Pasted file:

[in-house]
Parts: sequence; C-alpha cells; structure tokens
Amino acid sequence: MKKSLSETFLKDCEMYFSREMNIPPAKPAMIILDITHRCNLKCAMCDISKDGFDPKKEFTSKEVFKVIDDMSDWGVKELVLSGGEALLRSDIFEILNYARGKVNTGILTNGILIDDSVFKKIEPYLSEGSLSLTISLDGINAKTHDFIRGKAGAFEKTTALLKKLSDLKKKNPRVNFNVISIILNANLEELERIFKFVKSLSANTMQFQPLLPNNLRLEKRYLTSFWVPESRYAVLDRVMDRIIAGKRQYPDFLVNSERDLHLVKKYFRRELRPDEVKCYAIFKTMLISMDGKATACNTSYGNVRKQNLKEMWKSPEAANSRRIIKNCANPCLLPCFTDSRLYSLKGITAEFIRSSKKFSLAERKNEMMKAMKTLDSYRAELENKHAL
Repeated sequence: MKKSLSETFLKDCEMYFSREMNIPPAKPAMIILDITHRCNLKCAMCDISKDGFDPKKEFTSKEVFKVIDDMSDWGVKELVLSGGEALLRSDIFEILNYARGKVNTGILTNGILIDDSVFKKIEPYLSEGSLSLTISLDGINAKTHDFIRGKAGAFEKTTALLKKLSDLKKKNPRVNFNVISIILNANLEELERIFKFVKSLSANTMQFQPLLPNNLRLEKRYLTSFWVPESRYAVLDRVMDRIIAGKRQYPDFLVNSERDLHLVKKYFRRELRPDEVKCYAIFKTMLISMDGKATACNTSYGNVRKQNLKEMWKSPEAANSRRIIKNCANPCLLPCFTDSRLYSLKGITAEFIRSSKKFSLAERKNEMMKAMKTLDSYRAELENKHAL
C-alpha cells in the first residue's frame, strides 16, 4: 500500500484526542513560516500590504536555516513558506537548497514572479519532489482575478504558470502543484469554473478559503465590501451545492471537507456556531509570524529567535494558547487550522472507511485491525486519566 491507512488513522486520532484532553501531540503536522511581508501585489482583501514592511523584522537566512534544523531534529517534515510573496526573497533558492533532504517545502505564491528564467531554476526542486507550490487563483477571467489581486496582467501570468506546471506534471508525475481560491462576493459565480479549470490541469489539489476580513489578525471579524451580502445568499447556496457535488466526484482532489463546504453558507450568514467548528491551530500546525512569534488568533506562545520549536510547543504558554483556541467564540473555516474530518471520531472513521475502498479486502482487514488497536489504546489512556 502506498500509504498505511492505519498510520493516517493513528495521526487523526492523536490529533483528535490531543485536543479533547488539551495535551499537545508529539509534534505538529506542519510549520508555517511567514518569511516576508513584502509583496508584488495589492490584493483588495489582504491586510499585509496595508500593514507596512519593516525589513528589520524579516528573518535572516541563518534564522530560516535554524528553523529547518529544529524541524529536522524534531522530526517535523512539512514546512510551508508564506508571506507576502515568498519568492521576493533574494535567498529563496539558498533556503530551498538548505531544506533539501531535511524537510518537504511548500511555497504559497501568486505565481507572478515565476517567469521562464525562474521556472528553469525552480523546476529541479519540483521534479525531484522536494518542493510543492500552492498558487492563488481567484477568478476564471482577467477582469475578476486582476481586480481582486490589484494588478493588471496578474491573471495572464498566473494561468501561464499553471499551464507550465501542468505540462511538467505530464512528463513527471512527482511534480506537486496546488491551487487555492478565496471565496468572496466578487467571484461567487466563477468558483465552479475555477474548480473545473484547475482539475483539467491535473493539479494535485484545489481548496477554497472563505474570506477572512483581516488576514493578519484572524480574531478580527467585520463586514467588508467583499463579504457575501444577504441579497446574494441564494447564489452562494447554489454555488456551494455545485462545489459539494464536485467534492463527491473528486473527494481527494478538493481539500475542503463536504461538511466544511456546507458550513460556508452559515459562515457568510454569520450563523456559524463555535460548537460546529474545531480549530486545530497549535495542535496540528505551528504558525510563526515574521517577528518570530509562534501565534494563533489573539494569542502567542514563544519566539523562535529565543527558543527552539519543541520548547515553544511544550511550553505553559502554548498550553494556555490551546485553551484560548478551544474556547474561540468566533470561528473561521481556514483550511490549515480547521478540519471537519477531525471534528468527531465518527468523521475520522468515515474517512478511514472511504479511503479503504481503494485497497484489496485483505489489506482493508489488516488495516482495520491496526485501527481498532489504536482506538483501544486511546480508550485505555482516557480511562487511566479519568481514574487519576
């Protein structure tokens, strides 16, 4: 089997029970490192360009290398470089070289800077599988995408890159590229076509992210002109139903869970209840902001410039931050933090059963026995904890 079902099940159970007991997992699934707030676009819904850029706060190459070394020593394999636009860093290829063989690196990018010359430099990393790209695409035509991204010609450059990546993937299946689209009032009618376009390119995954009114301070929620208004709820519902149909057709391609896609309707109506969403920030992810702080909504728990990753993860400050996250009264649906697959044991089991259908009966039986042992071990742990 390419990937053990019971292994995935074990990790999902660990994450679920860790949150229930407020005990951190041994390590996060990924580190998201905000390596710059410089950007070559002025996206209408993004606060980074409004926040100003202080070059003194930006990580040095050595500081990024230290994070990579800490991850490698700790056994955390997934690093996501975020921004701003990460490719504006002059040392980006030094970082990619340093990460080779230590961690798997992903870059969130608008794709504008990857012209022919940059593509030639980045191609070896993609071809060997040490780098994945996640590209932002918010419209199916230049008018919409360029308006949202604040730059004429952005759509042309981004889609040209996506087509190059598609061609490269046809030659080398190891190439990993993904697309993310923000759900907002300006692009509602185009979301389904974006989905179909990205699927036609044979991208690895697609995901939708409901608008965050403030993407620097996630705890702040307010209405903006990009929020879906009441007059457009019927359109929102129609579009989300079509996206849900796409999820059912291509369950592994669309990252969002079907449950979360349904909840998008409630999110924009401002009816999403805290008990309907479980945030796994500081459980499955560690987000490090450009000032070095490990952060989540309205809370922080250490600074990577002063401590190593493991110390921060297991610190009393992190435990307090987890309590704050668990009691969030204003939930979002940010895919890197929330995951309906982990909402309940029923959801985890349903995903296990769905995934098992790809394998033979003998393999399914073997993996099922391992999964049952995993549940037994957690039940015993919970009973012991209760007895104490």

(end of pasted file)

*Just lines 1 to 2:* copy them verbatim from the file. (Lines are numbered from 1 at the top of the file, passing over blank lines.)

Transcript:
[in-house]
Parts: sequence; C-alpha cells; structure tokens